China’s struggling economy offers opportunities, and risks, for Indonesia
Rosan Roeslani says the end of the commodity boom should spur Jakarta to implement reforms and boost infrastructure to lure manufacturing away from China and increase tourism revenue
China has transformed into a global superpower. What happens in China now impacts Indonesia, often in multiple ways. Consequently, the growing problems of China’s economy are a concern for Jakarta. But, we should also look beyond the downside risks and identify the opportunities which Indonesia can and should seize.
China’s economy has been struggling in recent months. The latest data shows that, despite increasingly aggressive stimulus measures, the economy continues to slow. In particular, growth in fixed asset investment, once a major driver, has plunged. Exports have been weak and prices are falling, raising concerns about persistent deflation of the sort Japan has endured for two decades.
In addition, the International Monetary Fund has raised an alarm over China’s ballooning debt, which has risen to a worrying 273 per cent of GDP, from 148 per cent of GDP at the end of 2007. Some analysts fear that such a huge expansion of debt in such a short period can only lead to a crisis.
However, the Chinese authorities still have considerable fiscal and monetary firepower which they are using proactively to keep the economy on a stable track. They also have tremendous control over the financial sector, corporate sector and capital flows. That means less risk of an outright crisis as some observers have noisily asserted. Still, China probably cannot avoid a prolonged period of stresses for the next year or two.
While there has been much focus on the near-term risks in China, we also need to understand the long-term impact of China. Even as they address the current threats, China’s leaders have also made bold policy changes to rebalance the economy towards a more sustainable domestic-demand-led model. China is moving up the value chain, vacating labour-intensive activities swiftly, well aware that its labour force is already beginning to decline as a consequence of its ageing population. Moreover, China has been building its own supply chains that rely less on Southeast Asian factories churning out intermediate components, as in the past.
It is also becoming a substantial foreign investor. And its leaders have launched initiatives such as the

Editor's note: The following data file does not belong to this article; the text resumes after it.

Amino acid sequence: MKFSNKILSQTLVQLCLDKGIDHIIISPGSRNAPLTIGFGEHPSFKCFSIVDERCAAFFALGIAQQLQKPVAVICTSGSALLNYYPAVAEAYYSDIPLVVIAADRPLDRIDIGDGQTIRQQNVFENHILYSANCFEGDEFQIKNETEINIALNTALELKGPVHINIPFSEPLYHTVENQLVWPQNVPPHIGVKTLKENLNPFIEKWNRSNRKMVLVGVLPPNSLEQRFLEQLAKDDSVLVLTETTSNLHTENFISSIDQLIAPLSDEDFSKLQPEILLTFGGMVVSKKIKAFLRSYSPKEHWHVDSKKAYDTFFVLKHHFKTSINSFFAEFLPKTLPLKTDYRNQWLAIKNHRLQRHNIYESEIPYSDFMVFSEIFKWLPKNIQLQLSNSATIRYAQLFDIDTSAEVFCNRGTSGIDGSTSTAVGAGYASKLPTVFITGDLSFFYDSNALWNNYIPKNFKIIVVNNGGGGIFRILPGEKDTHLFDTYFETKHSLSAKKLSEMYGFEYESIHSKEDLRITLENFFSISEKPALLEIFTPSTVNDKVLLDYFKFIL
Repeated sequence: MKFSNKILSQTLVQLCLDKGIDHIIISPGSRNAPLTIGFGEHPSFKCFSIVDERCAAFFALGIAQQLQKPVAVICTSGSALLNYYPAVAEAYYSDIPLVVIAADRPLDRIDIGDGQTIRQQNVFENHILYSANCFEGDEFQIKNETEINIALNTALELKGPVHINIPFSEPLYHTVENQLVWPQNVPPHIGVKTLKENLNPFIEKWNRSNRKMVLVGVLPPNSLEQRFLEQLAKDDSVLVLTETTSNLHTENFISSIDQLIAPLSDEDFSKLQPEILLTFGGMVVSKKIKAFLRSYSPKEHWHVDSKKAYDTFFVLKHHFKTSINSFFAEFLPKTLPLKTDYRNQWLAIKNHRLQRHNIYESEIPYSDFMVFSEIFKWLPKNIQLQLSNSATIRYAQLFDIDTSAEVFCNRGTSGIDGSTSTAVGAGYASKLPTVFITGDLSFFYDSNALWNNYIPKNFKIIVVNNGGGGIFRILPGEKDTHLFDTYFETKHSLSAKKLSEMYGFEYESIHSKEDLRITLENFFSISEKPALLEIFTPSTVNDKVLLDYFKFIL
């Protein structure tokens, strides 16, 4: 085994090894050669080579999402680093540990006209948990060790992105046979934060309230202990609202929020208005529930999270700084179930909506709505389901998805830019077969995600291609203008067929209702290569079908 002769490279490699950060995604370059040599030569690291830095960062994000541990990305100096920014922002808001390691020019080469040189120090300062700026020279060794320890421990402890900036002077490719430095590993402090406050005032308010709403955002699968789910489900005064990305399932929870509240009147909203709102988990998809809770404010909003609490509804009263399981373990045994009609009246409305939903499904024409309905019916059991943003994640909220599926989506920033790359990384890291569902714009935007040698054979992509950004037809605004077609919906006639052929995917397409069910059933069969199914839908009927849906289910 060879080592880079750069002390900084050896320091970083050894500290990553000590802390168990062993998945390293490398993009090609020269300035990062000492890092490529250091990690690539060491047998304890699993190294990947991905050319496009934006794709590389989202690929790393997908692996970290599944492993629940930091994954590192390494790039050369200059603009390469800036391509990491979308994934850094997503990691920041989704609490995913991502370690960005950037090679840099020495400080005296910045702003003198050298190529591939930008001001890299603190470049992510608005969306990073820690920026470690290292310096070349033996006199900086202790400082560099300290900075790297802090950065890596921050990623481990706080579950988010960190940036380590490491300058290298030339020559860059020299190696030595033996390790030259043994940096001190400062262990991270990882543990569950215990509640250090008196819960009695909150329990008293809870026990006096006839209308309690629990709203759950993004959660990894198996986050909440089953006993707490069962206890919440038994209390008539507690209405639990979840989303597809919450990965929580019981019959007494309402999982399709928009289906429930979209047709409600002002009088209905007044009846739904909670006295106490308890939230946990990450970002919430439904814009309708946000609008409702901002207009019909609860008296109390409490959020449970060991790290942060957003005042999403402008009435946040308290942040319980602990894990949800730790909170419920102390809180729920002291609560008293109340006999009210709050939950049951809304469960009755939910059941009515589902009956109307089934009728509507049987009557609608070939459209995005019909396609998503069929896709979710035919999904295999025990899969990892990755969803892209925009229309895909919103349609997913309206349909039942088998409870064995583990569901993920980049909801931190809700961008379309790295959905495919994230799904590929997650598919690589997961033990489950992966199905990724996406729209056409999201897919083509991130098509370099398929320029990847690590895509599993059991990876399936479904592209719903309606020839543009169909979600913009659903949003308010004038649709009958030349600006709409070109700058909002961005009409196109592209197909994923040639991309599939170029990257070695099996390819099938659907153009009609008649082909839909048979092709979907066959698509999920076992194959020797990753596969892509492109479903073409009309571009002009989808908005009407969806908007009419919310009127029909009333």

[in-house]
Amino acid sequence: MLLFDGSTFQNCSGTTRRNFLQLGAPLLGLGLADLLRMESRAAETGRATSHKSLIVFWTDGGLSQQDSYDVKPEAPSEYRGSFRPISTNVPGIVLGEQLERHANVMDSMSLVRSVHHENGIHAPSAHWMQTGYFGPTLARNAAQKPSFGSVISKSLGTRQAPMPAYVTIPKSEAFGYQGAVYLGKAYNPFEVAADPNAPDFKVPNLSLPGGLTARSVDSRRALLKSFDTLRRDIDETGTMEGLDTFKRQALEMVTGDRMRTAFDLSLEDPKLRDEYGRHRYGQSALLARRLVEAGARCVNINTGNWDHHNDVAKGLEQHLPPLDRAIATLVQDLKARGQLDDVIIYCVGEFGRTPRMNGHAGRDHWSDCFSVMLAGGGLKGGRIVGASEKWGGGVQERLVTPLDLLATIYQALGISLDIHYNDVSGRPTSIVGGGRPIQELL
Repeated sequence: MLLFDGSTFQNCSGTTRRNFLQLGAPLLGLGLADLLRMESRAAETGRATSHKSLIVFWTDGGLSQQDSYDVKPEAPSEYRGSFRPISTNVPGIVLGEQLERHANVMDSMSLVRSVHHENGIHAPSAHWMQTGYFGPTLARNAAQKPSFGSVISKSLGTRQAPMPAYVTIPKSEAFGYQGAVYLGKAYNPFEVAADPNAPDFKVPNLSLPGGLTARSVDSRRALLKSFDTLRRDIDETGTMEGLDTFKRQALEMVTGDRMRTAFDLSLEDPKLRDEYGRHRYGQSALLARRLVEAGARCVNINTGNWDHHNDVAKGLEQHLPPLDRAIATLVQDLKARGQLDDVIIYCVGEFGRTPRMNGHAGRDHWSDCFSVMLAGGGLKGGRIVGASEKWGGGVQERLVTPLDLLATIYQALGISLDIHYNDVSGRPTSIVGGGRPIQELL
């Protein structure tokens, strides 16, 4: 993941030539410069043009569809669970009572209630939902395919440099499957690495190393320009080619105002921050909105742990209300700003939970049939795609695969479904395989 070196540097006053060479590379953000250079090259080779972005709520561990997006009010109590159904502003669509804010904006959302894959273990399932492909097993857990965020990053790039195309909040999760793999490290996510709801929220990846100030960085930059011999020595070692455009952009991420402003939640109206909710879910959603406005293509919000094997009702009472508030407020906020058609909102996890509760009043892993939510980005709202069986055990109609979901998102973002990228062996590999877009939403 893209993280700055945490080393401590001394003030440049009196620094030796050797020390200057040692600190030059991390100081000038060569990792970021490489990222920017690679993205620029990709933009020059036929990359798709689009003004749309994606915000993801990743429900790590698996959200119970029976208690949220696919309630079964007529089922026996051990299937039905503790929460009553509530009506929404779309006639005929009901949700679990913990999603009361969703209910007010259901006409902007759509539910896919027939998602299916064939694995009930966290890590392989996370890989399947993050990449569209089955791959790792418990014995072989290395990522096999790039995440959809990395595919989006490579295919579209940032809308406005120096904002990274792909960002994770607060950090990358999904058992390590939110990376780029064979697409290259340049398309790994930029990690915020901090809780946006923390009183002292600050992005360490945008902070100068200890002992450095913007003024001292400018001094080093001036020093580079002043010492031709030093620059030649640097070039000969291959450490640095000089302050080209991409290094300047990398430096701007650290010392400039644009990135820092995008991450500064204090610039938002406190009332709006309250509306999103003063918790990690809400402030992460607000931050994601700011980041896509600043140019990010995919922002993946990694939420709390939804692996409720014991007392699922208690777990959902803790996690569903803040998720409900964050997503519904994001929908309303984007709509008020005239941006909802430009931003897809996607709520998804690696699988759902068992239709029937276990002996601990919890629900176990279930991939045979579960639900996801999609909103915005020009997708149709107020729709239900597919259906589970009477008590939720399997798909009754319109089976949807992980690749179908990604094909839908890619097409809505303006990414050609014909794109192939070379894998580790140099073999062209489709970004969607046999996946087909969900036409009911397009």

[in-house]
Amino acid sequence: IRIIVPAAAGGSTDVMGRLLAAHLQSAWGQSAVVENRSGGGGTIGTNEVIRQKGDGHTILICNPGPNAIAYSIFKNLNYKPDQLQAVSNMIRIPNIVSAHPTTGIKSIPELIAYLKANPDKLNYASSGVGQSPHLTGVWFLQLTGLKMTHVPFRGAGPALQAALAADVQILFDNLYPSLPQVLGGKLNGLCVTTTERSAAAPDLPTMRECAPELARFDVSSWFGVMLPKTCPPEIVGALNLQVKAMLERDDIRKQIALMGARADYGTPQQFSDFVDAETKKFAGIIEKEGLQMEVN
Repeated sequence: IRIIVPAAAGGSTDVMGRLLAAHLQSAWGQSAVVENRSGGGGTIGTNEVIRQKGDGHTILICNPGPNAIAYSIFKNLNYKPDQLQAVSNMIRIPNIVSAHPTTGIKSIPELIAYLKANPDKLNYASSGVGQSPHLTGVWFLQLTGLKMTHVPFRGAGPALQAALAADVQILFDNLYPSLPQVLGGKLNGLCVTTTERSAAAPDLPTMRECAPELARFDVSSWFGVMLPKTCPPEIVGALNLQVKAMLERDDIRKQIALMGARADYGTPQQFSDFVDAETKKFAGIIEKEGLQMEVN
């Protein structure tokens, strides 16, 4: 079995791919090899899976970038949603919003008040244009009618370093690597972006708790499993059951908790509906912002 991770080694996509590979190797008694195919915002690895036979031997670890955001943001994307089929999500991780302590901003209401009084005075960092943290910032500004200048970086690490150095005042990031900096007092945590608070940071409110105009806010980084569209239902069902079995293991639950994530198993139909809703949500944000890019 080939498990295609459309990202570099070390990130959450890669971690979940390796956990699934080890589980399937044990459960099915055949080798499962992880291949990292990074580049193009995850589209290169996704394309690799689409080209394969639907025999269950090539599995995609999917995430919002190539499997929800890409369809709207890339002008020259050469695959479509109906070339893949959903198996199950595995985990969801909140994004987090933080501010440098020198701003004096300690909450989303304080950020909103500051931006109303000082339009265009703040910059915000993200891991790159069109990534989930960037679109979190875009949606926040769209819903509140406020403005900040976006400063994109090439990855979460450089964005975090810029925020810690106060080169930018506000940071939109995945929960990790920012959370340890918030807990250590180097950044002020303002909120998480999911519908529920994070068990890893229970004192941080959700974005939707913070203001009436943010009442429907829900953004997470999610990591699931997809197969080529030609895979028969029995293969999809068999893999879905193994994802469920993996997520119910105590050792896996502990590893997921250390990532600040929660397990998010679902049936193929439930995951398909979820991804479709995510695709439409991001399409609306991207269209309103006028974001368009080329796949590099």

“One Belt, One Road” scheme that will help build transport and other connectivity around the world. The financial institutions it has set up – the New Development Bank and the Asian Infrastructure Investment Bank – will become new and large sources of development finance. Over the next two or three years, the toxic mix of China’s economic lassitude, high debt and declining corporate profitability increases the risks of financial shocks, which Indonesia needs to be alert to, as they are bound to hurt its financial markets, currency and economy. In the most likely scenario, the financial pressures on Indonesia are likely to grow. Global investors use China as a proxy for emerging risks, so much so that any added uncertainty over China tends to trigger massive and abrupt capital outflows from emerging economies – including Indonesia. Investors are highly sensitive to what the yuan is doing.
There will also be a broader economic impact, mainly through the effect China will have on export demand and commodity prices: a further slowdown in China would not only affect global demand for Indonesian exports but would also cause commodity prices to decline, hurting Indonesian producers of coal, nickel, copper and rubber. Another channel of impact is through tourism: with rising incomes, more and more Chinese are travelling outside China, making it a major driver of global tourism.
At one level, Indonesia needs to protect itself against these short-term downsides. It needs to keep fiscal and monetary firepower ready in case economic growth is dragged down by developments in China. At the same time, policymakers should contain the financial risks by monitoring the strength of balance sheets in banks and corporations: experience has shown that financial weaknesses often compound an external shock.
On the more positive side, Indonesia should also prepare itself to better exploit the longer-term trends in China. In contrast to China, Indonesia has a youthful and plentiful labour force which will appeal to foreign investors keen to move production out of China where labour is increasingly difficult to find and getting progressively costlier. Improvements in the business environment and infrastructure will help boost relocation of manufacturing activity to Indonesia.
In addition, Indonesia should not worry too much about low commodity prices caused by weaker Chinese demand. Surging commodity prices rarely last and often end in a bust: no economy can truly develop just on the back of high commodity prices. The ending of the commodity boom should be seen as an opportunity: without such easy gains, Indonesia will now work harder at the things that really matter for true economic transformation – doing the heavy lifting of breaking the constraints on infrastructure, reforming outdated regulations, making it easier for companies to go about doing business and relentlessly searching for new engines of growth.
In short, China will pose significant risks in the near term but offer considerable upside in the longer term. Indonesia needs to do what it can to protect itself against these risks. At the same time, since it is not preordained that Indonesia will benefit from the longer-term potential, it needs to address its own weaknesses such as in infrastructure so as to ensure it can truly be a winner from China’s continuing march to a developed nation.
Rosan Roeslani is chairman of the Indonesian Chamber of Commerce and Industry